The difference in the dentition, both in decreasing the size of the teeth of the dentary, as the number of cusps of the teeth, may also be due to selective pressure, since they are related to the ability to capture food. Genera of Characidae has been identified by morphology and dental formula, but the observed variations are not necessarily related to the phylogeny (Weitzman & Fink, 1983). Melo (2001) recognized six species of Astyanax for the basin of the Paraíba do Sul River, and A. intermedius Eigenmann, 1908 was previously considered as subspecies of A. scabripinnis. According to the author, A. intermedius has seven cusps on the teeth and the size of the dentary teeth decreasing abruptly from the fifth tooth. The population of the locality 662 m a.s.l. is similar in the number of tooth cusps, but differs by having the teeth decreasing slightly in size, even after the fifth tooth. Highlight is the fact that Melo (2001) have not observed the presence of A. scabripinnis in the basin, but our studies show that the population at 1850 m a.s.l. belongs to a species with morphological characteristics that make it close to A. scabripinnis, including the presence of hooks in the anal fin rays.

The presence of hooks on fins has been reported in various species of characins, including other Astyanax species (Andrade et al., 1984; Andrade et al., 2004; Porto-Foresti et al., 2005), and is considered a temporary secondary sexual characteristic which appears only in males, generally, during the reproductive period (Ihering & Azevedo, 1936). According to Malabarba & Weitzman (2003), the presence of hooks on fins in adult males is a synapomorphy of the clade that includes the Gasteropelecidae, Serrasalmidae, and Characidae, and Mirande (2010) considers the absence of hooks as being a plesiomorphic character. In the present study, both populations were collected during the reproductive period, in September 2010, but this characteristic was absent in males from the low altitude population and present only in the high altitude population. Such conditions may be related to isolation and consequent an indicative of speciation in these populations, with the low altitude group revealing a derived condition for this character.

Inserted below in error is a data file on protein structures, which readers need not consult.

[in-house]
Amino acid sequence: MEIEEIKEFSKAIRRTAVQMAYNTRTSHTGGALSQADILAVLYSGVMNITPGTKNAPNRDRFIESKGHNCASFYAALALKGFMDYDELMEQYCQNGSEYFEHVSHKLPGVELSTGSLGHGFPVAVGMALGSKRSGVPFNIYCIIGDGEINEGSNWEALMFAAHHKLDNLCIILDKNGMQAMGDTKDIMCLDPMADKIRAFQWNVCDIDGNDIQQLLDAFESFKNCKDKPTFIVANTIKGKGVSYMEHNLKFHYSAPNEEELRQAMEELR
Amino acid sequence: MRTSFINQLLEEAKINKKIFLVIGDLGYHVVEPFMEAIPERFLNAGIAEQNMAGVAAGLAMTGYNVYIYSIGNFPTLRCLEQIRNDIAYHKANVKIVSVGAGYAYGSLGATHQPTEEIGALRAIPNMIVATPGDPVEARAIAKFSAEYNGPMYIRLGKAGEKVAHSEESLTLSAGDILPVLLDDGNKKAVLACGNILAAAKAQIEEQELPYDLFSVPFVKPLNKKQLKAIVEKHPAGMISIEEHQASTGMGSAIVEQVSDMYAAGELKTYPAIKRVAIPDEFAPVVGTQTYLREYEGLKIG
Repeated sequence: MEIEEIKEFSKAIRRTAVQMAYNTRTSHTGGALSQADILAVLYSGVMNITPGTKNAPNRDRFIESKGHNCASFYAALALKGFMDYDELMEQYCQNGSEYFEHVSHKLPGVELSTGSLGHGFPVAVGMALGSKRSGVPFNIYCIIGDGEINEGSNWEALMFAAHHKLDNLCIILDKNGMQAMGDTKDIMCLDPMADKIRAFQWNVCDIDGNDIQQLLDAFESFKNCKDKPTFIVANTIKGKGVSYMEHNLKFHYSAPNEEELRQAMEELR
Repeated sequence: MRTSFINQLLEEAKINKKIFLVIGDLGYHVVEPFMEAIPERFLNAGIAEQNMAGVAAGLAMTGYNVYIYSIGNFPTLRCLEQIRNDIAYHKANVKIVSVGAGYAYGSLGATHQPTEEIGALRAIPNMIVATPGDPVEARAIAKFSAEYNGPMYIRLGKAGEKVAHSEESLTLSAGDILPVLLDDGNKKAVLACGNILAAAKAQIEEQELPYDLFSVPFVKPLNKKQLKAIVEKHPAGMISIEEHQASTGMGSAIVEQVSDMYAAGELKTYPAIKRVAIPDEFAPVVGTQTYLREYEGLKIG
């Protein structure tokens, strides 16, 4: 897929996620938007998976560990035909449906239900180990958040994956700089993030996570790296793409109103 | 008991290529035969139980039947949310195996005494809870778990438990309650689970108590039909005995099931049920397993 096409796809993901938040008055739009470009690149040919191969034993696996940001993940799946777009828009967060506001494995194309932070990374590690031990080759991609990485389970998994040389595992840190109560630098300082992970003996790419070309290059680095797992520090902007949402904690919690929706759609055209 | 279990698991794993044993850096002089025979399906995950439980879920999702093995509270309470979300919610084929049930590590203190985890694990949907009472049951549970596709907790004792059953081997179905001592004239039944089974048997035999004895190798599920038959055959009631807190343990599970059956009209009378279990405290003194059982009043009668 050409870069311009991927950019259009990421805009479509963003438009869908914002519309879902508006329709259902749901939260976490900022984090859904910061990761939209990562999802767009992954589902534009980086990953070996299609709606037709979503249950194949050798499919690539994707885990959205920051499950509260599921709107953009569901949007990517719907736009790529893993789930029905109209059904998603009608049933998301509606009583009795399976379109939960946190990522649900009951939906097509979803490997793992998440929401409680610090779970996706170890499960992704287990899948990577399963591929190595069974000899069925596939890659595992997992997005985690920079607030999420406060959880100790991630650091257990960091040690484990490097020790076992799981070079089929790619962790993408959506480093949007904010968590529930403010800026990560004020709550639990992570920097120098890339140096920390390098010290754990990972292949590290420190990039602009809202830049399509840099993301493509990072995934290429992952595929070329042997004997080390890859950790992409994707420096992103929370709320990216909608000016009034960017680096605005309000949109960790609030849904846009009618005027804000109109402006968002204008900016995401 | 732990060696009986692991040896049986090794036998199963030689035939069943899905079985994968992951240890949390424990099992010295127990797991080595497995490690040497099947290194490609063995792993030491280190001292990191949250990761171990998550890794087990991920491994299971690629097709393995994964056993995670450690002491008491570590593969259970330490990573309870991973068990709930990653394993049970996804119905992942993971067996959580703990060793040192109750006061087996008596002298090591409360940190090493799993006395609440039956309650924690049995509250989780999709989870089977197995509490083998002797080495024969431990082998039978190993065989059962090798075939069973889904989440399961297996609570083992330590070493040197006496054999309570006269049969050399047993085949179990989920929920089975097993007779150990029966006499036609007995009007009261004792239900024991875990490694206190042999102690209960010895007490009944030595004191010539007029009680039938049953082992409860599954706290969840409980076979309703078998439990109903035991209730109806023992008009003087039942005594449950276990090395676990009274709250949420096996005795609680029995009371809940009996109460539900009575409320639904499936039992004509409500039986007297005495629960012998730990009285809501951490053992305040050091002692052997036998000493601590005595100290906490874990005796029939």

Additionally, data collected during testing of semi-natural reproduction suggests pre-zygotic reproductive isolation. Also, there was no evidence of gene flow between the populations indicating a case of allopatric speciation.

While possessing a conserved karyotype macrostructure, the populations studied possessed particular characteristics that permitted the identification at cytotaxonomic levels. The first notable characteristic is the exclusive presence of chromosome B in the higher altitude population, confirming the findings of Néo et al. (2000). Specific, more favorable, environmental conditions allowed greater tolerance for this extra genomic element in populations of A. scabripinnis at higher altitudes in the region of Campos do Jordão, in the State of São Paulo, Brazil, explaining the presence or absence of this chromosome in different populations of A. scabripinnis.

Other cytogenetic markers were important in the comparative study of the populations analyzed. The number and location of the 18S rDNA sites in Astyanax is considered variable and multiple (Néo et al., 2000; Ferro et al., 2001; Mantovani et al., 2005 and Vicari et al., 2008a), dispersed by karyotypes mainly through transposition mechanisms (Fernandes & Martins-Santos, 2006; Vicari et al., 2008b). The two populations from Ribeirão Grande analyzed in the present study corroborated with the condition of multiple 18S rDNA sites found in other Astyanax.

In relation to 5S rDNA, this tended to be more conserved in Astyanax, being predominantly located in the proximal region of an acrocentric pair and a metacentric pair (Ferro et al., 2001; Almeida-Toledo et al., 2002; Mantovani et al., 2005; Vicari et al., 2008a). However, the occurrence of more chromosome pairs carrying this rDNA has been registered (Ferro et al., 2001; Vicari et al., 2011). The presence of eight 5S rDNA sites in Astyanax, as verified in the present study in the Ribeirão Grande (662 m a.s.l.) population, indicates the highly derive condition of this population.